How To Speak Up Without Hesitation

In a meeting with senior leaders you think of something valuable to say…then you start the inner debate: should I say it now? What if they think I’m wrong? What if it shows I don’t know enough?

Ever get confused why you hesitate, especially when you speak up freely with peers and direct reports?

Here are three reasons why you might hesitate to speak up – and the easy fixes to help you bring your best contribution to the organization.

1. You make senior leaders “one up” and you “one down.” That puts a lot of pressure on you. “I better say something earth-shattering or else wait…”

In those situations you are being Subjective – deciding what to contribute to your organization based on your concern for what other people will think about you. And based on your own opinion of yourself as (potentially) not knowing enough.

You’ll be able to speak up without hesitation when you can be Objective – clear about what you do know, and what you don’t know – and being able to state that powerfully. And when you have conviction about the value of what you do know.

2. You make it about “you.” In the crunch of the moment you are making decisions about what to contribute based on how it will impact you or your perception by others.

Instead, ask yourself: “who in the organization will benefit by me saying this?” It might be providing information that could help the leader make a decision. Or your point indicates a potential unintended consequence of a plan. Or you are providing a new perspective that will stimulate everyone else’s creativity.

In other words, be confident by taking yourself out if it! Your organization is not paying you to make decisions based on your negative self talk. You are paid to contribute to the organization based on how you can contribute to your colleagues, customers, clients, patients, etc.  Fill yourself with love and a sense of purpose toward those end users of your comments.

You will be able to speak up without hesitation when you focus on who will benefit from your contributions.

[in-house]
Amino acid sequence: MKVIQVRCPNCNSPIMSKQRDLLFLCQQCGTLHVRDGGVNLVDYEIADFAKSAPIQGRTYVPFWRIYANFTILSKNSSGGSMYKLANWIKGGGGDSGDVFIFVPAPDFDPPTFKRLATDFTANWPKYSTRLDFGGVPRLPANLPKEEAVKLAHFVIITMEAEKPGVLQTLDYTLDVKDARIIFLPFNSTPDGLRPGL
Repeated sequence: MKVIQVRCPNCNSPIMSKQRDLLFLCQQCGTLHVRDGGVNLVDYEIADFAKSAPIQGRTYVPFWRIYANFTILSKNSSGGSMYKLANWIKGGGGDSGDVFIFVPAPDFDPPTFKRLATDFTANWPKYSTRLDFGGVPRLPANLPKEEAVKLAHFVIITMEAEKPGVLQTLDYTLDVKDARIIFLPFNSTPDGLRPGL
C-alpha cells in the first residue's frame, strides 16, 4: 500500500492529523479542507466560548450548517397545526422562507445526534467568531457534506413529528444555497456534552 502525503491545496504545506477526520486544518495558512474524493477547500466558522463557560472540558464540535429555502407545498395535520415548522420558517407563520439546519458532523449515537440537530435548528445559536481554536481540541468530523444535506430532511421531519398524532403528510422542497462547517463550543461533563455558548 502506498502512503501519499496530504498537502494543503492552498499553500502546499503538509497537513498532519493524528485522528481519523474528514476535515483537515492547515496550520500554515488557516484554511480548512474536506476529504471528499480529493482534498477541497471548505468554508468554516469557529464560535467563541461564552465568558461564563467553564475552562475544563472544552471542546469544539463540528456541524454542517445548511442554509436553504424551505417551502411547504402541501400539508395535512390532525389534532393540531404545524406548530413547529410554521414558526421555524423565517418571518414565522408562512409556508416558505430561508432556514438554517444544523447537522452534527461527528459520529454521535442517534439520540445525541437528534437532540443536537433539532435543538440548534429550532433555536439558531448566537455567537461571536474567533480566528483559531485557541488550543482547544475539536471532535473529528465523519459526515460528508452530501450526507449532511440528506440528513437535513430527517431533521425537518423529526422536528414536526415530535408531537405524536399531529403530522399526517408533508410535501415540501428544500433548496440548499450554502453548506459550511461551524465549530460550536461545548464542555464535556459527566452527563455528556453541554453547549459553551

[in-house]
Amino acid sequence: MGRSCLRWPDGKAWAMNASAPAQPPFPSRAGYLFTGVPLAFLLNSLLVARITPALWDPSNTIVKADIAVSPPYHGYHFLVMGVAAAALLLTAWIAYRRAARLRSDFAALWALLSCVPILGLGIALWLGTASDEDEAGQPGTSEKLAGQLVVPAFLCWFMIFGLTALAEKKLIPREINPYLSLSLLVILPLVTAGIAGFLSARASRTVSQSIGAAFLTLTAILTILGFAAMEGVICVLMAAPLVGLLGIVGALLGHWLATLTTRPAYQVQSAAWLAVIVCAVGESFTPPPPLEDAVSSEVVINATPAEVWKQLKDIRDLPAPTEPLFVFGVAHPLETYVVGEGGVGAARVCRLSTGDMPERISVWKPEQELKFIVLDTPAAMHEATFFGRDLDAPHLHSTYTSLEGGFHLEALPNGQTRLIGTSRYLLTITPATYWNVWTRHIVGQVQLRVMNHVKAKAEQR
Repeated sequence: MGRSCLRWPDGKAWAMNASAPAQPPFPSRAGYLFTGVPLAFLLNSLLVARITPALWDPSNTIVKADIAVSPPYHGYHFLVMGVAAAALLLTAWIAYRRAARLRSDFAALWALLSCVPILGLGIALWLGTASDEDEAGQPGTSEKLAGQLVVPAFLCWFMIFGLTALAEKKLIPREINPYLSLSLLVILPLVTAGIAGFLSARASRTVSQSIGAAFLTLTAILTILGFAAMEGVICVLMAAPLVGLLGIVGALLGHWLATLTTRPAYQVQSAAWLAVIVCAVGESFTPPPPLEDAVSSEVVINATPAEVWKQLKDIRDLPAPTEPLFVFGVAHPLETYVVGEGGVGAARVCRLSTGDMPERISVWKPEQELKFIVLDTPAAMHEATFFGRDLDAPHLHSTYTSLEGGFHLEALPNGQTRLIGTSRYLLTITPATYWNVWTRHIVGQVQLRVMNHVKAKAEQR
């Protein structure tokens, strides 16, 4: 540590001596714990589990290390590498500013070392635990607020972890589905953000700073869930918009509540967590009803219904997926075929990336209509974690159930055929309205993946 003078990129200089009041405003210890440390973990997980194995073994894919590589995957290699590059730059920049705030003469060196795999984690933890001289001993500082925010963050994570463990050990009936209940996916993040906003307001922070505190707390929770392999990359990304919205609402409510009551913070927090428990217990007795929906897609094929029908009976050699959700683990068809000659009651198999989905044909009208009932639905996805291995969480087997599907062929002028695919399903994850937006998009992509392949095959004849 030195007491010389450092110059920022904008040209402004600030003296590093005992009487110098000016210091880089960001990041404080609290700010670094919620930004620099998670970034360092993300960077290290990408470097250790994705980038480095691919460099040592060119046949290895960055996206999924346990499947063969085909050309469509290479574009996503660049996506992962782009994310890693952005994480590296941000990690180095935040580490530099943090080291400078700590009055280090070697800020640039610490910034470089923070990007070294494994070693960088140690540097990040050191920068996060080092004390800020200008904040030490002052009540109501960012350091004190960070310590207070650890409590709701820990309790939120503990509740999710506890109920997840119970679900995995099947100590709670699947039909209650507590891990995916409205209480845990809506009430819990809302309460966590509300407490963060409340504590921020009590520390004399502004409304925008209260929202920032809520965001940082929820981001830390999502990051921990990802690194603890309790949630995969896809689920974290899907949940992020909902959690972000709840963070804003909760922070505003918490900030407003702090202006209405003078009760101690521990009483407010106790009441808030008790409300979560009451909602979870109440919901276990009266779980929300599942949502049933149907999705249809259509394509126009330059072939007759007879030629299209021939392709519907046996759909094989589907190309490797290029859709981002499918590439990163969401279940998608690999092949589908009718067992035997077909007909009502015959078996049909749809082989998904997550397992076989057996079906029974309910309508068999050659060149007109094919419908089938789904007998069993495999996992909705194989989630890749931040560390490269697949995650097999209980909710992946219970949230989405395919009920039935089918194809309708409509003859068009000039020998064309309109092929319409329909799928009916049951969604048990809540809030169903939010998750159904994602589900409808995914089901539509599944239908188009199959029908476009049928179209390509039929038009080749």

3. You are not equipped with influential ways of speaking up or pushing back. Its always important to speak up with influence but most difficult to state information that offers disagreement, or pushes back on senior leaders’ assertions.

Its easier when you have concise phrases that stand your ground while still making the other person feel respected.  Here are 3 ways you could say it:

a) Point out what you think is ‘right’ about their point/decision, then ask a question about an additional point to consider

b) Speak up concisely with what you want to say — why you think it’s important to add, a question that leads in the direction you think is important for them to consider.

c) Suggest you think it would support their plan if you could offer to think through possible unintended consequences.

Make sure you use a tone that shows genuine interest in building upon the leader’s ideas. Even if you are disagreeing, you are engaging in a constructive problem solving discussion intended to further improve the leader’s idea.

You work so hard to have knowledge and be good at what you know. Rise above your own self talk so you can enjoy the fruits of your hard work. Have the courage to say what will be helpful – and the skill to say it so it can be heard!

Equipped with these kinds of phrases for saying your ideas, you’ll feel empowered to speak up even in the face of the most intimidating people or in a room full of people talking loudly over one another!

 Originally published at Women Working
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